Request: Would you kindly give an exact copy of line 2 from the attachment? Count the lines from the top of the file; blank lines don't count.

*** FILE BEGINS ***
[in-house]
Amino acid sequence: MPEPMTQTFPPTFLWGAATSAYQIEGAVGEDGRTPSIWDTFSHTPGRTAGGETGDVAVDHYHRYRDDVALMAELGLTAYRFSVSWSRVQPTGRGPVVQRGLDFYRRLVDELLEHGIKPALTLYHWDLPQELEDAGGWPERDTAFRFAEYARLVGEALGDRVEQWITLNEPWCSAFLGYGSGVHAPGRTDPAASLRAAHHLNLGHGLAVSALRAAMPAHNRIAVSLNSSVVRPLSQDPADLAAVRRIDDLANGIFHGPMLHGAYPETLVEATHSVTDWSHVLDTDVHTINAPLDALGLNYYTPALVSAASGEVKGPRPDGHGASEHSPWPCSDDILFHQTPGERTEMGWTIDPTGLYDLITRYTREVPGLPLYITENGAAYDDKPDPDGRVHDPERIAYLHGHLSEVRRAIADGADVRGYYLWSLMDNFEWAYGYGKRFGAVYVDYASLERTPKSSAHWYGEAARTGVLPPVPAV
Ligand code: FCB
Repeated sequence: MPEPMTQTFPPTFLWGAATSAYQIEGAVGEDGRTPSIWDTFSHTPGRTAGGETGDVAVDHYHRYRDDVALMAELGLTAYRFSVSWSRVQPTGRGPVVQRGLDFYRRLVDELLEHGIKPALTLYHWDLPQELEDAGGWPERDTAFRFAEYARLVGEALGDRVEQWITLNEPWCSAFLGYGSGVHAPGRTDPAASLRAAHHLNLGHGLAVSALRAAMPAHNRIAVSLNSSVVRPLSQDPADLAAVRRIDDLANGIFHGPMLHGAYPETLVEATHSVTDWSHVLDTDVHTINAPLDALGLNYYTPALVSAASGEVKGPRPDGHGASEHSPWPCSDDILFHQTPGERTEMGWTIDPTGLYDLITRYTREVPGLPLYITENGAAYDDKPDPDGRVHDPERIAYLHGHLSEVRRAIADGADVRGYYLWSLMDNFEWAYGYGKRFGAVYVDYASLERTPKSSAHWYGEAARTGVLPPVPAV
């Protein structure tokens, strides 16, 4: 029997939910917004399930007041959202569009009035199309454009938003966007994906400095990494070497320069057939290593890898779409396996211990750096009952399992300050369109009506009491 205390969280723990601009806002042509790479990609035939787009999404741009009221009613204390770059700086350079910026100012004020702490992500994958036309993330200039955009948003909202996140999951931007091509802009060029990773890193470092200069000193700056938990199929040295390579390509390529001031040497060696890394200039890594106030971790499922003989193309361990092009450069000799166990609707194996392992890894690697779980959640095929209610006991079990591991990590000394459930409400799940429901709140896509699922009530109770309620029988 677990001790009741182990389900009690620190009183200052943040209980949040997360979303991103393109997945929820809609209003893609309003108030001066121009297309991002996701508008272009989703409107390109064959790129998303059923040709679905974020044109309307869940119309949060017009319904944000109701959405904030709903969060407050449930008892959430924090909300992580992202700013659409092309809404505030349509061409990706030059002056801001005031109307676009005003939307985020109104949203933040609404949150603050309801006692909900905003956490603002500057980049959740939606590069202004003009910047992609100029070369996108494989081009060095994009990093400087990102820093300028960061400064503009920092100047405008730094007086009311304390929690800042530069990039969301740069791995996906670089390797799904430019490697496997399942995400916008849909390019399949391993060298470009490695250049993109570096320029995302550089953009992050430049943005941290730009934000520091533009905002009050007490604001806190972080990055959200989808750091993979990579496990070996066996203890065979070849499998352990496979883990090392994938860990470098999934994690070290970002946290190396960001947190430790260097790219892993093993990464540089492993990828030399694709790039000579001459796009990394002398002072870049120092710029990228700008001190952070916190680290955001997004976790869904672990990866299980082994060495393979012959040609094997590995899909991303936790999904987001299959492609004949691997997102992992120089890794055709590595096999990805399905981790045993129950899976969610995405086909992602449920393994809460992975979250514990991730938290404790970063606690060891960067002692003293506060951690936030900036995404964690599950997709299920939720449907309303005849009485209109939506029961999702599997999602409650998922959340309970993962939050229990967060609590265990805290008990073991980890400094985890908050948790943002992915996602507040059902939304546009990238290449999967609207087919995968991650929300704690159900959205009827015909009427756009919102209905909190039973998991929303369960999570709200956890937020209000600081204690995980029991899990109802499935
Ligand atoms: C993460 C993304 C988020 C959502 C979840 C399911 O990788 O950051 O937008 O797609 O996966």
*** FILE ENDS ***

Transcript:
Amino acid sequence: MPEPMTQTFPPTFLWGAATSAYQIEGAVGEDGRTPSIWDTFSHTPGRTAGGETGDVAVDHYHRYRDDVALMAELGLTAYRFSVSWSRVQPTGRGPVVQRGLDFYRRLVDELLEHGIKPALTLYHWDLPQELEDAGGWPERDTAFRFAEYARLVGEALGDRVEQWITLNEPWCSAFLGYGSGVHAPGRTDPAASLRAAHHLNLGHGLAVSALRAAMPAHNRIAVSLNSSVVRPLSQDPADLAAVRRIDDLANGIFHGPMLHGAYPETLVEATHSVTDWSHVLDTDVHTINAPLDALGLNYYTPALVSAASGEVKGPRPDGHGASEHSPWPCSDDILFHQTPGERTEMGWTIDPTGLYDLITRYTREVPGLPLYITENGAAYDDKPDPDGRVHDPERIAYLHGHLSEVRRAIADGADVRGYYLWSLMDNFEWAYGYGKRFGAVYVDYASLERTPKSSAHWYGEAARTGVLPPVPAV